Abstract: Several iron-bearing additives were evaluated for their effectiveness in the attenuation of arsenic (As) in various contaminated soils. These were selected for their known or potential ability to adsorb As anions, thus changing the speciation of As in a soil system. Three soils with different sources of As contamination were investigated (canal dredgings, coal fly ash deposits, and low-level alkali waste). The amendments used were goethite (α-FeOOH), iron grit, iron (II) and (III) sulphates (plus lime), and lime, applied to the soils at a rate of 1% w/w. A series of leachate extraction tests (UKEA, ASTM and modified Dutch column leaching test) were conducted on the equilibrated amended soils. These were used to firstly evaluate the potential of the amendments as immobilising agents, and secondly to compare the short- and long-term durability of their effects. Column tests demonstrated the efficiency of iron oxides over the longer time scale; these treatments significantly reduced concentrations of arsenic in leachates from all treated soils. Amended soils were also observed to contain higher levels of lead (Pb) and cadmium (Cd) in their leachates, signifying that certain Fe-oxides potentially increased heavy metal mobility in treated soils. The conclusions were that whilst Fe-oxides may be used as effective in situ amendments to attenuate As in soils, their effects on other trace elements, such as Pb and Cd, require careful consideration.
TL;DR: In this article, the authors found abundant thaumasite, a complex calcium-silicate-hydroxide-sulfate-carbonate-hyd rate mineral, forming a solid solution series with ettringite.
Abstract: Expansive reactions between lime and sulfate-bearing clay soils have attracted little attention until relatively recently. Lime treatment of Stewart Avenue in Las Vegas, Nevada, had induced heave in excess of 12 in. Heaved areas are found to contain abundant thaumasite, a complex calcium-silicate-hydroxide-sulfate-carbonate-hyd rate mineral. Thaumasite forms a solid solution series with ettringite, a calcium-aluminum-hydroxide-sulfate-hy drate mineral. In the presence of aluminum, ettringite forms first and is replaced by thaumasite only at temperatures below 15°C. The mechanism of heave is a complex function of available water, the percentage of soil clay, and ion mobility. Only the long-term possolanic chemistry of normal lime-soil reactions is disrupted. Cation exchange, agglomeration, and carbonation are unaffected. With the present state of knowledge, lime-induced heave is difficult to predict for all but most obvious conditions.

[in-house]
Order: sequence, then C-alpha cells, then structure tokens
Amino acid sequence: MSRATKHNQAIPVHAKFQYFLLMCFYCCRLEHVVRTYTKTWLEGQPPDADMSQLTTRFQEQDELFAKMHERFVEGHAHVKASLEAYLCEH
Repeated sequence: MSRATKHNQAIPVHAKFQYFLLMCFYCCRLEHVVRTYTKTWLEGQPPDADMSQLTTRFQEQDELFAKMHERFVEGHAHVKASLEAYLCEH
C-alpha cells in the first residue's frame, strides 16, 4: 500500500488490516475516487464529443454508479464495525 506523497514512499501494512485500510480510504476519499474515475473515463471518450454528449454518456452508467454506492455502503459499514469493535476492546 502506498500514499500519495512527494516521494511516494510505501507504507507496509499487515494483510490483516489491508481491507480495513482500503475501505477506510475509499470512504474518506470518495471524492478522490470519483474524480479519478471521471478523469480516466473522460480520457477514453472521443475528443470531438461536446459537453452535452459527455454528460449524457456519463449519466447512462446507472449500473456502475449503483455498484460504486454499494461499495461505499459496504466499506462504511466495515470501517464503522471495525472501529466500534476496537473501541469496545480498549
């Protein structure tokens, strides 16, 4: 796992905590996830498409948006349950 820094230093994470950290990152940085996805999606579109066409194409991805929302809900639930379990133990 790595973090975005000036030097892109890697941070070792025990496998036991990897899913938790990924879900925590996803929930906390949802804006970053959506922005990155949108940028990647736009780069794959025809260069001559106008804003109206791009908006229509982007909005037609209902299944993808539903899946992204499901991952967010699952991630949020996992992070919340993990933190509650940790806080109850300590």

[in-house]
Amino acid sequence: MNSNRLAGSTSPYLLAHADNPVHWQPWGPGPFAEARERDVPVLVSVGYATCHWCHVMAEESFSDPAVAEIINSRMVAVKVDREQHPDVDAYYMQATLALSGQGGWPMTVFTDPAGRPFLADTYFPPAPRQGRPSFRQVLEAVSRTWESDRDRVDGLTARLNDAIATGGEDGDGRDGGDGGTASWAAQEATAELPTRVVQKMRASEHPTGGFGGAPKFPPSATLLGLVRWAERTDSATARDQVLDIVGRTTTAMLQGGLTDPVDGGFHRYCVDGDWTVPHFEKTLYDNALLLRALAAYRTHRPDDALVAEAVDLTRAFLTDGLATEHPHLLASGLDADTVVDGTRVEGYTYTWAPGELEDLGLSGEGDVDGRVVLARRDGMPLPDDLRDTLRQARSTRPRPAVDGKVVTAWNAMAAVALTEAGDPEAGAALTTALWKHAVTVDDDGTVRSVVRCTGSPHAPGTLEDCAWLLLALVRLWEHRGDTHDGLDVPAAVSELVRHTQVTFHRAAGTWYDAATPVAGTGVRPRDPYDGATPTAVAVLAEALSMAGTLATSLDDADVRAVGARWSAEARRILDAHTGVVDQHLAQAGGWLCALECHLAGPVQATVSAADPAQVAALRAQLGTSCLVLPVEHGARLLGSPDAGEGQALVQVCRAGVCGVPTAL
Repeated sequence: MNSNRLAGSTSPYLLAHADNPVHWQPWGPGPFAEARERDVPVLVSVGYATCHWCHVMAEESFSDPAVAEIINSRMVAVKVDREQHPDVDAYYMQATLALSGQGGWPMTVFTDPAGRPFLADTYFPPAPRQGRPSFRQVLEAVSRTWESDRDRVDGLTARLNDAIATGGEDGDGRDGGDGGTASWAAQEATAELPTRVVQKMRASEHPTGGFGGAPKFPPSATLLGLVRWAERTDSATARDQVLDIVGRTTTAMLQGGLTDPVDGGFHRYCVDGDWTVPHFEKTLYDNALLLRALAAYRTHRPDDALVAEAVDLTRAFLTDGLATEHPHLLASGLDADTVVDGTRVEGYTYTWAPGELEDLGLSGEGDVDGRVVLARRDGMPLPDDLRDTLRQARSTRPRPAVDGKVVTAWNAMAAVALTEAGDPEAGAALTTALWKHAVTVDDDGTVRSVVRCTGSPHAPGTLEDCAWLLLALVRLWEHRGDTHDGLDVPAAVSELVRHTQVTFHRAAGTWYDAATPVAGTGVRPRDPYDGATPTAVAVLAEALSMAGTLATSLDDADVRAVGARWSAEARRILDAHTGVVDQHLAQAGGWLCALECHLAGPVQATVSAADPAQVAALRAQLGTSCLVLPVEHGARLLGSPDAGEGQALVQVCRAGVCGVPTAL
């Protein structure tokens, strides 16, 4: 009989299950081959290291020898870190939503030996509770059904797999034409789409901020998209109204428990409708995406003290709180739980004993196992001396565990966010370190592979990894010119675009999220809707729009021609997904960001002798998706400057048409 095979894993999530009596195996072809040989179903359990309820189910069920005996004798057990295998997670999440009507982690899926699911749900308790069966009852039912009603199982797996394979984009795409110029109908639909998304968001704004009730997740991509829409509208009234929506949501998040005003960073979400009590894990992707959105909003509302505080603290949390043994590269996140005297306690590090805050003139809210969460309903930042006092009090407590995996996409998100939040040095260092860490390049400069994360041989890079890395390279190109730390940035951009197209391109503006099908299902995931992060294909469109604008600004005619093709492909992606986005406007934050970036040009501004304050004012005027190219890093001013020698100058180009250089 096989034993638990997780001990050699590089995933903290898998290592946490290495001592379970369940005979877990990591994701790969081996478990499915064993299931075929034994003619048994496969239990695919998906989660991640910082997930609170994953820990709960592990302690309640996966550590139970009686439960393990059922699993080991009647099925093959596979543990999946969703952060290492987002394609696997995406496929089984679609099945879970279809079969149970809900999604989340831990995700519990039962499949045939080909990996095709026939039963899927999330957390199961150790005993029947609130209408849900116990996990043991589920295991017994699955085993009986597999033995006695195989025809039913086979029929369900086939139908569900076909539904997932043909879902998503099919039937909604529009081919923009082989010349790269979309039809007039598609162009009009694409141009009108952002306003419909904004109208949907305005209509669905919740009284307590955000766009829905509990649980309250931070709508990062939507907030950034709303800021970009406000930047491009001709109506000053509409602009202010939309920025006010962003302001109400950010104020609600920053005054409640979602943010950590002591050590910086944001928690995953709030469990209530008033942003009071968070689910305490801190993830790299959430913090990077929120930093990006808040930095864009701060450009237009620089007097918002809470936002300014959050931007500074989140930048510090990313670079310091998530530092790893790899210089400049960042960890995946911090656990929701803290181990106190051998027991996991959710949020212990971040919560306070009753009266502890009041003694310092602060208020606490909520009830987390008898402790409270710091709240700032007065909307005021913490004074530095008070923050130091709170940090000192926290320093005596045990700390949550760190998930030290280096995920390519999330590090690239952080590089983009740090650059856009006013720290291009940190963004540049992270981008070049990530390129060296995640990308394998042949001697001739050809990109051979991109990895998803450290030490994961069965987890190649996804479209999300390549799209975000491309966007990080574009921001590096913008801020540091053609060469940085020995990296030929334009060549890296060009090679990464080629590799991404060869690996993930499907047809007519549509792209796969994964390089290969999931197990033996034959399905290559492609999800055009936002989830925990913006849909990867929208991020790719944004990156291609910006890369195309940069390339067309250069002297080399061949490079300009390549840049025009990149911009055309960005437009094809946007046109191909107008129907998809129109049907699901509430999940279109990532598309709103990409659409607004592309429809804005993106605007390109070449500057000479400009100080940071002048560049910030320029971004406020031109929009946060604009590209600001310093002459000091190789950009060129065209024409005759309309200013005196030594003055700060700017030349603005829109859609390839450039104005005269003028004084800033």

TL;DR: The critical thickness of the product layer of CaCO3 has been measured in this work on real sorbent materials, using different limestone precursors and submitting them to many repeated carbonation calcination cycles (up to 100) Mercury porosimetry curves of the calcines and their carbonated counterparts have been obtained and their differences interpreted with a simple pore model, from which the thickness of a product layer is derived as discussed by the authors.
Abstract: Calcium oxide can be an effective CO2 sorbent at high temperatures When coupled with a calcination step to produce pure CO2, the carbonation reaction is the basis for several high-temperature separation systems of CO2 The formation of a product layer of CaCO3 is known to mark a sudden change in the reaction regime, from a very fast CO2 uptake to very slow carbonation rates The critical thickness of this product layer of CaCO3 has been measured in this work on real sorbent materials, using different limestone precursors and submitting them to many repeated carbonation calcination cycles (up to 100) Mercury porosimetry curves of the calcines and their carbonated counterparts have been obtained and their differences interpreted with a simple pore model, from which the thickness of the product layer is derived An average value of 49 nm (±19% standard deviation) has been obtained, which is quite insensitive to the type of limestone and to the texture of the calcine as long as the model is fulfilled The i
Related Topics (5)
226.4K papers, 5.9M citations
213.4K papers, 3.6M citations
67K papers, 2.1M citations
148.6K papers, 2.2M citations
129.8K papers, 2.7M citations